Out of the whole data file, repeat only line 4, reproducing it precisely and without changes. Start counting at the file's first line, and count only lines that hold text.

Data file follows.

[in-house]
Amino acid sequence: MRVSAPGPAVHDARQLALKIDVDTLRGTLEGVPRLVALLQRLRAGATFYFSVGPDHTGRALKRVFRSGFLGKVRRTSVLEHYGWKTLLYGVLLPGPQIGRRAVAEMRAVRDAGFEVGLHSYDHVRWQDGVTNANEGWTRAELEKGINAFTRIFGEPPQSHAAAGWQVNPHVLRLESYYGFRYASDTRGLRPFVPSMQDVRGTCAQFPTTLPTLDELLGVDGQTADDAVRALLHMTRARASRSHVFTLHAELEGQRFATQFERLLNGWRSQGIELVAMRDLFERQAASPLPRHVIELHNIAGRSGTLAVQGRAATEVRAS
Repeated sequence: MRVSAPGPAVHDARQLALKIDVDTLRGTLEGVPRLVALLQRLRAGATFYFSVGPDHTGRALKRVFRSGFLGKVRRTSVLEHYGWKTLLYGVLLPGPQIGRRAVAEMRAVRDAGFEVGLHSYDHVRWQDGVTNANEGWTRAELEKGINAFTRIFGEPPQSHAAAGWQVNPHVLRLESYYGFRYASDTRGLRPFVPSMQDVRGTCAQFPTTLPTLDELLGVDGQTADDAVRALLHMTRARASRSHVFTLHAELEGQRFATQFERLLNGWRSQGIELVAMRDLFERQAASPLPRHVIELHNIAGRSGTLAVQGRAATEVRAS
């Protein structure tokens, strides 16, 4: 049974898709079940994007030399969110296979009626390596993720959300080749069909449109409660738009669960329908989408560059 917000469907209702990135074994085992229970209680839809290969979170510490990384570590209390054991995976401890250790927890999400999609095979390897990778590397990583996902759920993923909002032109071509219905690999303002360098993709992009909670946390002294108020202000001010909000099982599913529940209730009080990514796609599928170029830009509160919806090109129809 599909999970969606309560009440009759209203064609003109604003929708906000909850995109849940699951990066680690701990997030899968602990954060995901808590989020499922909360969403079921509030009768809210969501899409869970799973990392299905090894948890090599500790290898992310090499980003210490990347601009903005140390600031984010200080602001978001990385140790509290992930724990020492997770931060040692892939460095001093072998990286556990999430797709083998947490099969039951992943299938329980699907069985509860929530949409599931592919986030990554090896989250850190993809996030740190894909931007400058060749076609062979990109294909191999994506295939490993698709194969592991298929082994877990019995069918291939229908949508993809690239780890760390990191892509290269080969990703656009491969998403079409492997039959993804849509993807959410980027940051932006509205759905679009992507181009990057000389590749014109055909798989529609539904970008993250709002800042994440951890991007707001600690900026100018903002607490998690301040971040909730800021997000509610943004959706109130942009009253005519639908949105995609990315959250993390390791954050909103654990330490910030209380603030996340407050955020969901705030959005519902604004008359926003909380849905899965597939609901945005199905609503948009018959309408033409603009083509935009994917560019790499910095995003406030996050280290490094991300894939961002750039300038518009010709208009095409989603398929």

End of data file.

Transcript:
């Protein structure tokens, strides 16, 4: 049974898709079940994007030399969110296979009626390596993720959300080749069909449109409660738009669960329908989408560059 917000469907209702990135074994085992229970209680839809290969979170510490990384570590209390054991995976401890250790927890999400999609095979390897990778590397990583996902759920993923909002032109071509219905690999303002360098993709992009909670946390002294108020202000001010909000099982599913529940209730009080990514796609599928170029830009509160919806090109129809 599909999970969606309560009440009759209203064609003109604003929708906000909850995109849940699951990066680690701990997030899968602990954060995901808590989020499922909360969403079921509030009768809210969501899409869970799973990392299905090894948890090599500790290898992310090499980003210490990347601009903005140390600031984010200080602001978001990385140790509290992930724990020492997770931060040692892939460095001093072998990286556990999430797709083998947490099969039951992943299938329980699907069985509860929530949409599931592919986030990554090896989250850190993809996030740190894909931007400058060749076609062979990109294909191999994506295939490993698709194969592991298929082994877990019995069918291939229908949508993809690239780890760390990191892509290269080969990703656009491969998403079409492997039959993804849509993807959410980027940051932006509205759905679009992507181009990057000389590749014109055909798989529609539904970008993250709002800042994440951890991007707001600690900026100018903002607490998690301040971040909730800021997000509610943004959706109130942009009253005519639908949105995609990315959250993390390791954050909103654990330490910030209380603030996340407050955020969901705030959005519902604004008359926003909380849905899965597939609901945005199905609503948009018959309408033409603009083509935009994917560019790499910095995003406030996050280290490094991300894939961002750039300038518009010709208009095409989603398929």